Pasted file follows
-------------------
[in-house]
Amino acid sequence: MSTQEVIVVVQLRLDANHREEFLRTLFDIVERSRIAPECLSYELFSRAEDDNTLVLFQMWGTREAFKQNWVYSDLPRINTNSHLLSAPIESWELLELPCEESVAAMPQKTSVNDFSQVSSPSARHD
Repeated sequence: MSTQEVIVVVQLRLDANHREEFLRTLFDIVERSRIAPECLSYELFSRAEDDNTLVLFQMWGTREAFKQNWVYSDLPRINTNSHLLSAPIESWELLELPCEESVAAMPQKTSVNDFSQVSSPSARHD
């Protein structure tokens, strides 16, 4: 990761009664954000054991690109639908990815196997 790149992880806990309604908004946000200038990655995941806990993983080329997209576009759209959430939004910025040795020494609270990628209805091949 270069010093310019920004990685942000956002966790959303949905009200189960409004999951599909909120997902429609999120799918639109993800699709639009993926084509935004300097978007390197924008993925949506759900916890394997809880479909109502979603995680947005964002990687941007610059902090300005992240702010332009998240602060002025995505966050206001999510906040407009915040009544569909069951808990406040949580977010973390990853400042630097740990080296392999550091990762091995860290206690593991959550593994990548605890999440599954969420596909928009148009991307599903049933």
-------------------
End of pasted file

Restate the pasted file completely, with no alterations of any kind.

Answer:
[in-house]
Amino acid sequence: MSTQEVIVVVQLRLDANHREEFLRTLFDIVERSRIAPECLSYELFSRAEDDNTLVLFQMWGTREAFKQNWVYSDLPRINTNSHLLSAPIESWELLELPCEESVAAMPQKTSVNDFSQVSSPSARHD
Repeated sequence: MSTQEVIVVVQLRLDANHREEFLRTLFDIVERSRIAPECLSYELFSRAEDDNTLVLFQMWGTREAFKQNWVYSDLPRINTNSHLLSAPIESWELLELPCEESVAAMPQKTSVNDFSQVSSPSARHD
């Protein structure tokens, strides 16, 4: 990761009664954000054991690109639908990815196997 790149992880806990309604908004946000200038990655995941806990993983080329997209576009759209959430939004910025040795020494609270990628209805091949 270069010093310019920004990685942000956002966790959303949905009200189960409004999951599909909120997902429609999120799918639109993800699709639009993926084509935004300097978007390197924008993925949506759900916890394997809880479909109502979603995680947005964002990687941007610059902090300005992240702010332009998240602060002025995505966050206001999510906040407009915040009544569909069951808990406040949580977010973390990853400042630097740990080296392999550091990762091995860290206690593991959550593994990548605890999440599954969420596909928009148009991307599903049933």